The diagnosis of MD is challenging because there are no distinctive histopathological or biochemical findings. Therefore, it is necessary to differentiate MD from other diseases, and a biopsy in patients with clinical symptoms is recommended. The patient in this case had non-pitting edema in the periorbital region for the past 16 years. In addition, preoperative ICG lymphography confirmed severe bilateral dermal backflow.
The choice of a treatment method for MD requires careful consideration, since there is no single definitive treatment method. Pharmacological treatment is possible, but systemic steroids and antibiotics such as tetracycline require a lengthy course of treatment (at least 4 to 6 months), potentially causing adverse effects, and there is still no consensus regarding the treatment method due to a lack of research on usage [4,11,12]. During the excision extensive surgery may deform the normal shape and has a high probability of recurrence. The patient presented herein had previously undergone excision surgery at an ophthalmology clinic, but the condition recurred. Recurrence has often been reported, and simple resection is a method that causes long-term pain, as well as being socially and economically unfavorable [13]. LVA was first developed by Yamada [14] and O’Brien et al. [15,16]. However, recent technological advances in LVA and supermicrosurgery have been developed by Koshima et al. [17], and numerous studies support LVA as firstline therapy in lymphedema patients. Numerous papers have demonstrated LVA to be effective in the upper and lower extremities. LVA involves creating a new lymphatic vein bypass. Therefore, lymphatic drainage surgery is a sufficiently effective method for treating MD [3]. One option is to perform lymph node transfer and lymphatic channel transfer, but those methods involve a long operation time and are difficult to perform under local anesthesia. Furthermore, from an aesthetic standpoint, those methods are not appropriate. In this case, we connected the lymphatic collecting vessel of each bilateral preauricular region with the corresponding vein, and performed nodalvenous anastomosis on the left side. On the left side, where functional collecting lymphatic vessels could not be identified, it was necessary to perform surgery with proper lymph nodevein bypass. Compression can be performed after LVA surgery in the extremity. A previous report stated that the venous pressure is higher than the lymphatic pressure before compression, causing backflow to occur. Compression increases the lymphatic pressure due to the presence of outflow obstruction associated with lymphedema, resulting in a reversal of flow and the washout sign [18]. However, unlike in the extremities, compression is not possible in the facial area. We perform lymph node-vein bypass surgery when (1) no functional lymphatic collecting vessel can be identified and (2) when sufficient lymphatic fluid is observed after lymphostomy. Through these two methods, the outflow of lymph drainage in the periorbital region was increased, ensuring effective drainage [3].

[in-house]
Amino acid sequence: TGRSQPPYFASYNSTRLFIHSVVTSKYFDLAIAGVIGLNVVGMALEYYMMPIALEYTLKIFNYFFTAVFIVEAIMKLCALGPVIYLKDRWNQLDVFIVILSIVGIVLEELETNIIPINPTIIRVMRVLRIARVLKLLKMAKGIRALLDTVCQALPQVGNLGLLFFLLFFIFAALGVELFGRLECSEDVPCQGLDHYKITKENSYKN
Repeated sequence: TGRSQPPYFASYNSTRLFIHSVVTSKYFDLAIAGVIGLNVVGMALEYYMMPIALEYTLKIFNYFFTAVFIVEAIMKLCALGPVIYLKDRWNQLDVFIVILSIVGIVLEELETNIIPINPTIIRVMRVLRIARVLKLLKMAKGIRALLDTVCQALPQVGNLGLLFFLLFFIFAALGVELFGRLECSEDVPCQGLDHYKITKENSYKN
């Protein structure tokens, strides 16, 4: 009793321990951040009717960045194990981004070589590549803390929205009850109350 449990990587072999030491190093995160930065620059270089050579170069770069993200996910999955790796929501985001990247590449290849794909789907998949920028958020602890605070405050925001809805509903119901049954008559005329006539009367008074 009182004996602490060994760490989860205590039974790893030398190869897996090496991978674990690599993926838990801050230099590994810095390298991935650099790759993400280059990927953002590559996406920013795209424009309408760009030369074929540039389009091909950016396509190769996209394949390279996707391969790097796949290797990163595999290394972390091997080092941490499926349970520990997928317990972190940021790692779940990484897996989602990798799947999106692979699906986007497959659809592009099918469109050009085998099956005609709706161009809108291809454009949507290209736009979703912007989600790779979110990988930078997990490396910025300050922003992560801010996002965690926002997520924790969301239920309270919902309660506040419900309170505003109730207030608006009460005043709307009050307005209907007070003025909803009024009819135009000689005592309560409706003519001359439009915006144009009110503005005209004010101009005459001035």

In conclusion, a patient was diagnosed with MD through ICG lymphography, and satisfactory results were obtained without recurrence through LVA and lymph node-vein bypass surgery. The above surgical method is simple and can be performed under local anesthesia. This surgical approach may be helpful for the treatment of MD in the future.


Conflict of interest

No potential conflict of interest relevant to this article was reported.


No potential conflict of interest relevant to this article was reported.

Ethical approval

This report was approved by the Institutional Review Board of Pusan National University Hospital (IRB No. 2211-008-120).

Patient consent

The patient provided written informed consent for the publication and the use of his images.

Author contributions

Conceptualization: Yong Chan Bae, Joo Hyoung Kim. Formal analysis: Ryuck Seong Kim. Funding acquisition: Joo Hyoung Kim. Methodology: Yong Chan Bae. Project administration: Jae Woo Lee, Joo Hyoung Kim. Writing - original draft: Jung Hyun Hong. Writing - review & editing: Ryuck Seong Kim, Joo Hyoung Kim. Investigation: Jung Hyun Hong. Supervision: Changryul Claud Yi, Jae Woo Lee. Validation: Changryul Claud Yi.

Fig. 1.
Preoperative appearance of a 64-year-old male patient with chronic, non-pitting edema in the periorbital region.
Fig. 2.
Indocyanine green lymphography. (A) Left side. (B) Right side. Severe dermal backflow is noted in both (A) and (B). Patent lymphatics of both preauricular regions were identified.
Fig. 3.
Intraoperative images. (A) A right preauricular lymphatic vessel (0.3 mm) was anastomosed to a vein (0.4 mm) in an end-toend manner (yellow arrow). (B) Left side. Lymphostomy of the preauricular lymph node was done, and it was anastomosed to the transected proximal end of the concomitant vein (1.6 mm) of the transverse facial artery (blue arrow). Additionally, a preauricular lymphatic vessel (0.3 mm) was anastomosed to a vein (0.6 mm) in an end-to-end manner (yellow arrow).
Fig. 4.
Postoperative appearance 8 days after lymphaticovenular anastomosis surgery.